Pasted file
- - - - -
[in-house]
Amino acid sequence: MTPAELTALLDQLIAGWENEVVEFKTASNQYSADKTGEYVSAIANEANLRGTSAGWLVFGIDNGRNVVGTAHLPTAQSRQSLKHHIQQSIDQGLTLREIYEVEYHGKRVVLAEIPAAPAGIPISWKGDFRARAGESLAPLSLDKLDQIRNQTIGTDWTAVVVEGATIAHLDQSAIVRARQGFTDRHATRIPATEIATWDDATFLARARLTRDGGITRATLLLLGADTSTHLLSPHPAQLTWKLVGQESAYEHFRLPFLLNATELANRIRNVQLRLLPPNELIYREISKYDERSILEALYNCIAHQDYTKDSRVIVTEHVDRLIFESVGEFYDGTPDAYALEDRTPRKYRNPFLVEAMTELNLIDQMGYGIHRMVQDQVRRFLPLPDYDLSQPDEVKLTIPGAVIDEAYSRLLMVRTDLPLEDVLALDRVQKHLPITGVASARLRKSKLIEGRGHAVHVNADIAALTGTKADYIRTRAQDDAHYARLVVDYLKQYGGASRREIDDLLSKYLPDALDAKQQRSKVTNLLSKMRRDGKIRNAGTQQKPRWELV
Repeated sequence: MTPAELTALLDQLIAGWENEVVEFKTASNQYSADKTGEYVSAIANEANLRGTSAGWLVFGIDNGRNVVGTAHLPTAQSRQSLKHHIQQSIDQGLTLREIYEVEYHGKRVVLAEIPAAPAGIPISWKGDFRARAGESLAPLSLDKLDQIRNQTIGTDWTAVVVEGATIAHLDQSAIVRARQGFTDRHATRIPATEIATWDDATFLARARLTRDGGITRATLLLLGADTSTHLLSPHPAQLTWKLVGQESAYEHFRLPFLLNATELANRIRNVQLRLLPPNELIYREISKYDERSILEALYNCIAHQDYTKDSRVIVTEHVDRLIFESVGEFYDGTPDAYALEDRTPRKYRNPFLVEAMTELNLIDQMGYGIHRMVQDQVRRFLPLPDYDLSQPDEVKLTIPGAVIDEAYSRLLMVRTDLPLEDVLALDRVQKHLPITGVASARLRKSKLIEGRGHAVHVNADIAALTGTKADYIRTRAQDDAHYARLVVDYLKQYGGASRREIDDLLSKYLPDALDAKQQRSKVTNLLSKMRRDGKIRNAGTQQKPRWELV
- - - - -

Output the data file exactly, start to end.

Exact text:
[in-house]
Amino acid sequence: MTPAELTALLDQLIAGWENEVVEFKTASNQYSADKTGEYVSAIANEANLRGTSAGWLVFGIDNGRNVVGTAHLPTAQSRQSLKHHIQQSIDQGLTLREIYEVEYHGKRVVLAEIPAAPAGIPISWKGDFRARAGESLAPLSLDKLDQIRNQTIGTDWTAVVVEGATIAHLDQSAIVRARQGFTDRHATRIPATEIATWDDATFLARARLTRDGGITRATLLLLGADTSTHLLSPHPAQLTWKLVGQESAYEHFRLPFLLNATELANRIRNVQLRLLPPNELIYREISKYDERSILEALYNCIAHQDYTKDSRVIVTEHVDRLIFESVGEFYDGTPDAYALEDRTPRKYRNPFLVEAMTELNLIDQMGYGIHRMVQDQVRRFLPLPDYDLSQPDEVKLTIPGAVIDEAYSRLLMVRTDLPLEDVLALDRVQKHLPITGVASARLRKSKLIEGRGHAVHVNADIAALTGTKADYIRTRAQDDAHYARLVVDYLKQYGGASRREIDDLLSKYLPDALDAKQQRSKVTNLLSKMRRDGKIRNAGTQQKPRWELV
Repeated sequence: MTPAELTALLDQLIAGWENEVVEFKTASNQYSADKTGEYVSAIANEANLRGTSAGWLVFGIDNGRNVVGTAHLPTAQSRQSLKHHIQQSIDQGLTLREIYEVEYHGKRVVLAEIPAAPAGIPISWKGDFRARAGESLAPLSLDKLDQIRNQTIGTDWTAVVVEGATIAHLDQSAIVRARQGFTDRHATRIPATEIATWDDATFLARARLTRDGGITRATLLLLGADTSTHLLSPHPAQLTWKLVGQESAYEHFRLPFLLNATELANRIRNVQLRLLPPNELIYREISKYDERSILEALYNCIAHQDYTKDSRVIVTEHVDRLIFESVGEFYDGTPDAYALEDRTPRKYRNPFLVEAMTELNLIDQMGYGIHRMVQDQVRRFLPLPDYDLSQPDEVKLTIPGAVIDEAYSRLLMVRTDLPLEDVLALDRVQKHLPITGVASARLRKSKLIEGRGHAVHVNADIAALTGTKADYIRTRAQDDAHYARLVVDYLKQYGGASRREIDDLLSKYLPDALDAKQQRSKVTNLLSKMRRDGKIRNAGTQQKPRWELV